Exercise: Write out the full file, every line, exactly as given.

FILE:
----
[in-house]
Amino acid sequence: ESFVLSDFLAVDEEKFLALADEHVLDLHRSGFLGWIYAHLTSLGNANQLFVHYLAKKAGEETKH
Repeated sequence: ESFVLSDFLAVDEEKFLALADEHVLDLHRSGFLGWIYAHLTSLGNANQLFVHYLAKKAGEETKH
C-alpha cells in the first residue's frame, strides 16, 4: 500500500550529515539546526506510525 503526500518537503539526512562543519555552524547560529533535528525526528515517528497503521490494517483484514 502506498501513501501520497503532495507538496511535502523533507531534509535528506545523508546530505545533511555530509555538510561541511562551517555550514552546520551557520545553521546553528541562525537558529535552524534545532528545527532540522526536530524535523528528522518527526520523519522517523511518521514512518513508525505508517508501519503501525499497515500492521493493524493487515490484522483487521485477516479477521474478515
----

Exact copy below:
[in-house]
Amino acid sequence: ESFVLSDFLAVDEEKFLALADEHVLDLHRSGFLGWIYAHLTSLGNANQLFVHYLAKKAGEETKH
Repeated sequence: ESFVLSDFLAVDEEKFLALADEHVLDLHRSGFLGWIYAHLTSLGNANQLFVHYLAKKAGEETKH
C-alpha cells in the first residue's frame, strides 16, 4: 500500500550529515539546526506510525 503526500518537503539526512562543519555552524547560529533535528525526528515517528497503521490494517483484514 502506498501513501501520497503532495507538496511535502523533507531534509535528506545523508546530505545533511555530509555538510561541511562551517555550514552546520551557520545553521546553528541562525537558529535552524534545532528545527532540522526536530524535523528528522518527526520523519522517523511518521514512518513508525505508517508501519503501525499497515500492521493493524493487515490484522483487521485477516479477521474478515